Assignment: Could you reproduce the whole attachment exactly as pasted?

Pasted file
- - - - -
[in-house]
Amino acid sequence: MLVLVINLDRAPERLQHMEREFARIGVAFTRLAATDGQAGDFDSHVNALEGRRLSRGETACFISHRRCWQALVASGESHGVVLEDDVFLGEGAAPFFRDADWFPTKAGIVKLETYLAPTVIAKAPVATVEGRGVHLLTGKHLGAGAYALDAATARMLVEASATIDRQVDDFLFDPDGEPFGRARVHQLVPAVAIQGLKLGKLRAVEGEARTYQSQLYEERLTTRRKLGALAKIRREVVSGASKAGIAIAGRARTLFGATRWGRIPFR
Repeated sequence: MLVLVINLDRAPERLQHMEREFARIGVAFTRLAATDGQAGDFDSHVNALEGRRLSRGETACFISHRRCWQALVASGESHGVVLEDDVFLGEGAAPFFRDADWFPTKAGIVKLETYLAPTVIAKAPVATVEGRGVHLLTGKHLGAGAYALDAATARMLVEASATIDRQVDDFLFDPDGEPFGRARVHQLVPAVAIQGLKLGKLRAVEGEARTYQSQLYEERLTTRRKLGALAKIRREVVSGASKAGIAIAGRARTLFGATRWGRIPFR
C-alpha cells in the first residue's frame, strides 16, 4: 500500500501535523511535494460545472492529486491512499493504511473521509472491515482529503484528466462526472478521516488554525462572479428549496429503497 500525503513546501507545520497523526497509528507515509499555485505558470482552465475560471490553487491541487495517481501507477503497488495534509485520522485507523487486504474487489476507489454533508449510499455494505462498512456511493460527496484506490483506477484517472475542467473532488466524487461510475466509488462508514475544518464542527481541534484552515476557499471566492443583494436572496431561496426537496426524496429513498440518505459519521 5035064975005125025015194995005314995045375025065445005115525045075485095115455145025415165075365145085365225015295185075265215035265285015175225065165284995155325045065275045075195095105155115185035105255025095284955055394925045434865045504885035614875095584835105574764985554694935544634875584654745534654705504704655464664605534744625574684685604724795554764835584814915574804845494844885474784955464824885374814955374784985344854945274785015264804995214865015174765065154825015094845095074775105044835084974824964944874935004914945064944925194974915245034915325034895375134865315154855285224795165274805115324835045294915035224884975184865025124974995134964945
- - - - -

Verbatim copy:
[in-house]
Amino acid sequence: MLVLVINLDRAPERLQHMEREFARIGVAFTRLAATDGQAGDFDSHVNALEGRRLSRGETACFISHRRCWQALVASGESHGVVLEDDVFLGEGAAPFFRDADWFPTKAGIVKLETYLAPTVIAKAPVATVEGRGVHLLTGKHLGAGAYALDAATARMLVEASATIDRQVDDFLFDPDGEPFGRARVHQLVPAVAIQGLKLGKLRAVEGEARTYQSQLYEERLTTRRKLGALAKIRREVVSGASKAGIAIAGRARTLFGATRWGRIPFR
Repeated sequence: MLVLVINLDRAPERLQHMEREFARIGVAFTRLAATDGQAGDFDSHVNALEGRRLSRGETACFISHRRCWQALVASGESHGVVLEDDVFLGEGAAPFFRDADWFPTKAGIVKLETYLAPTVIAKAPVATVEGRGVHLLTGKHLGAGAYALDAATARMLVEASATIDRQVDDFLFDPDGEPFGRARVHQLVPAVAIQGLKLGKLRAVEGEARTYQSQLYEERLTTRRKLGALAKIRREVVSGASKAGIAIAGRARTLFGATRWGRIPFR
C-alpha cells in the first residue's frame, strides 16, 4: 500500500501535523511535494460545472492529486491512499493504511473521509472491515482529503484528466462526472478521516488554525462572479428549496429503497 500525503513546501507545520497523526497509528507515509499555485505558470482552465475560471490553487491541487495517481501507477503497488495534509485520522485507523487486504474487489476507489454533508449510499455494505462498512456511493460527496484506490483506477484517472475542467473532488466524487461510475466509488462508514475544518464542527481541534484552515476557499471566492443583494436572496431561496426537496426524496429513498440518505459519521 5035064975005125025015194995005314995045375025065445005115525045075485095115455145025415165075365145085365225015295185075265215035265285015175225065165284995155325045065275045075195095105155115185035105255025095284955055394925045434865045504885035614875095584835105574764985554694935544634875584654745534654705504704655464664605534744625574684685604724795554764835584814915574804845494844885474784955464824885374814955374784985344854945274785015264804995214865015174765065154825015094845095074775105044835084974824964944874935004914945064944925194974915245034915325034895375134865315154855285224795165274805115324835045294915035224884975184865025124974995134964945